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Father Seeks Answers To Son's Role In Afghan Battle

1st Lt. Jonathan Brostrom was killed in Wanat, Afghanistan, on July 13, 2008, along with eight other U.S. soldiers. His father is trying to rewrite the Army's official version of the event, which he says places too much blame on his son.
David Brostrom
Associated Press
1st Lt. Jonathan Brostrom was killed in Wanat, Afghanistan, on July 13, 2008, along with eight other U.S. soldiers. His father is trying to rewrite the Army's official version of the event, which he says places too much blame on his son.

Dave Brostrom is trying to rewrite history. The former Army colonel is the father of 1st Lt. Jonathan Brostrom, who was killed in action in the Battle of Wanat on July 13, 2008.

The Army released its official history of the battle late last year, but Brostrom says the account places too much blame on his son and he's meeting Monday with top military officials at Fort Leavenworth, Kan., to try to get it changed.

"This book will be put on the shelf for students and junior officers and even senior officers to pull out to try to get lessons learned on what went wrong in Afghanistan," he says. "And I just want the Army to get it right."

The Battle

For the past 21/2 years, Brostrom has been consumed with the details of this battle.

His son Lt. Jonathan Brostrom and other members of his platoon were building a small outpost in a village in the eastern part of Afghanistan. The area was known to be hostile to U.S. forces, but Brostrom's commanders were hoping he could win over the locals. After four days on the ground, Brostrom, the platoon leader, hadn't had much luck. Then in the early morning hours of the fifth day, the outpost was attacked.

Apache helicopters arrived about 30 minutes later to help but by that point, nine U.S. soldiers had been killed, including Brostrom. The battle was over in about four hours. Dave Brostrom remembers that day clearly. He was at home in Hawaii with his wife, doing their Sunday morning ritual -– coming back from church and getting ready to go to the beach.

"The doorbell rang," he recounts, "and there was two people there at the front door, a captain chaplain and a major, who told us that our son had been killed by small-arms fire in Afghanistan," he says.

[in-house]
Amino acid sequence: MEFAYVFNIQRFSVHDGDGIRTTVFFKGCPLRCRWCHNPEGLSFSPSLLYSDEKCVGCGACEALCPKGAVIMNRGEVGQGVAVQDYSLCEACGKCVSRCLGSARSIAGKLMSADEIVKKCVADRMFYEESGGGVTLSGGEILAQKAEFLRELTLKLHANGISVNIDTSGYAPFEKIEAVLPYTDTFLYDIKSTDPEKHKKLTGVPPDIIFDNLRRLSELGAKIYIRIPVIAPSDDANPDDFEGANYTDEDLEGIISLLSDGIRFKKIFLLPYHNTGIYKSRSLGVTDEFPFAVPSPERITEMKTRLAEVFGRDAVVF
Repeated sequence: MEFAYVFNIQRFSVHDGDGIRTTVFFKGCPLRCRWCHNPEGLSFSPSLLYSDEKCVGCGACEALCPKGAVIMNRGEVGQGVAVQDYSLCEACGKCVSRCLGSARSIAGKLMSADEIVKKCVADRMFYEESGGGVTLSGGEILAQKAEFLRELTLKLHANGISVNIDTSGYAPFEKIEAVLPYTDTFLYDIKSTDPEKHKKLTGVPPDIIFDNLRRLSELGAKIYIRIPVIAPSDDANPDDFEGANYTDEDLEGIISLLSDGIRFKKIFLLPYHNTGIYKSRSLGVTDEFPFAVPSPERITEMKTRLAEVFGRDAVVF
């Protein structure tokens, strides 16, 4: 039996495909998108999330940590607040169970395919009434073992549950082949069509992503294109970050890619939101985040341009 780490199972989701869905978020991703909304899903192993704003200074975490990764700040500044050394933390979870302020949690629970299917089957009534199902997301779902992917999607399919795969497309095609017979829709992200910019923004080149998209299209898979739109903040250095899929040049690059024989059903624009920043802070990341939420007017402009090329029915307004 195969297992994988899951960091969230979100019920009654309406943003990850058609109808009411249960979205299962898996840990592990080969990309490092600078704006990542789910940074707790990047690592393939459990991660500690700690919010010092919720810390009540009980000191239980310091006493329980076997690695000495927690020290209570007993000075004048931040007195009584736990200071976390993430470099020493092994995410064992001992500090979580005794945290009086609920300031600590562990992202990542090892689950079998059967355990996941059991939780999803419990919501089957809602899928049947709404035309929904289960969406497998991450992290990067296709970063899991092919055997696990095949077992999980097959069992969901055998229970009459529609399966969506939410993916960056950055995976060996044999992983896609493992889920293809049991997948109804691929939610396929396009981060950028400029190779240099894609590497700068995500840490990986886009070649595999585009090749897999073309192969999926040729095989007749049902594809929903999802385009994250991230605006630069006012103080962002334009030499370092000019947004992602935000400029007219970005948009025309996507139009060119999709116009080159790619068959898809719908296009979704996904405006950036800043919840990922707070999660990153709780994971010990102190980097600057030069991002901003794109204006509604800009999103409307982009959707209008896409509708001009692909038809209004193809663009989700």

The Army pulled out of Wanat a few days after the attack. No one has second-guessed how the members of the platoon fought that day. In fact, Lt. Brostrom was posthumously awarded the Silver Star for his actions. Instead, it was the decisions leading up to the attack that were called into question. Did the position of the outpost make them too vulnerable? Did the platoon have enough resources to protect themselves?

Multiple Inquiries

Several investigations have tried to answer those questions -- with different conclusions. One early last year by U.S. Central Command found that three of Brostrom's commanding officers were derelict in their duties.

Gen. David Petraeus, then head of CENTCOM, recommended that the three officers be issued formal reprimands. Then a few months later, an Army report reversed that decision and said no one is personally responsible. Now finally, the Army's official history of the battle has been written, which Brostrom says is skewed.

"It really focuses on the platoon level and is quick to blame the platoon leadership for the majority of the mistakes that the company and battalion made during the planning and execution of Wanat," he says.

The way Brostrom reads the history, his son is being singled out and if that's so, he wants more senior officers to be held responsible.

"You know at the end of the day, I think he did a pretty damn good job with what he had," he says. "Unfortunately it cost him his life and those of eight other soldiers, but it wasn't his fault.

"They were put in an untenable situation and the Army has refused to acknowledge that."

Defending Army's History

Sen. Jim Webb (D-VA) has written a letter to the secretary of the Army, calling the Wanat history "flawed and biased." He and Brostrom want the Army to incorporate the findings from the CENTCOM investigation that faults the company, battalion and brigade commanders and defends the tactical decisions made by the platoon.

William Robertson, the director of the Combat Studies Institute, is one of the officials Brostrom will meet Monday.

His team of historians never explicitly blames Lt. Brostrom, but they do raise questions about his judgment: where he decided to build an observation point and why he wasn't conducting patrols in the village.

Still, Robertson says the Army's history is accurate and fair.

"It is not our purpose to adjudicate blame," he says. "No one said this is who you blame, this is who you exonerate. We were not told what to say or how to say it. It's simply the result of several professional historians trying to work in their craft to try to tell a very sad but a very heroic story."

Brostrom says he wants the Army to be able to learn from its mistakes and that means holding the right people accountable. But, he admits, this is very personal.

"I want to make sure my son's legacy lives on the right way," he says. "So part of this is making sure the record's straight. My grandson thinks his father was a hero, which he was."

Brostrom wants to make sure that's the way history remembers his son, too.

Copyright 2020 NPR. To see more, visit https://www.npr.org.

Rachel Martin is a host of Morning Edition, as well as NPR's morning news podcast Up First.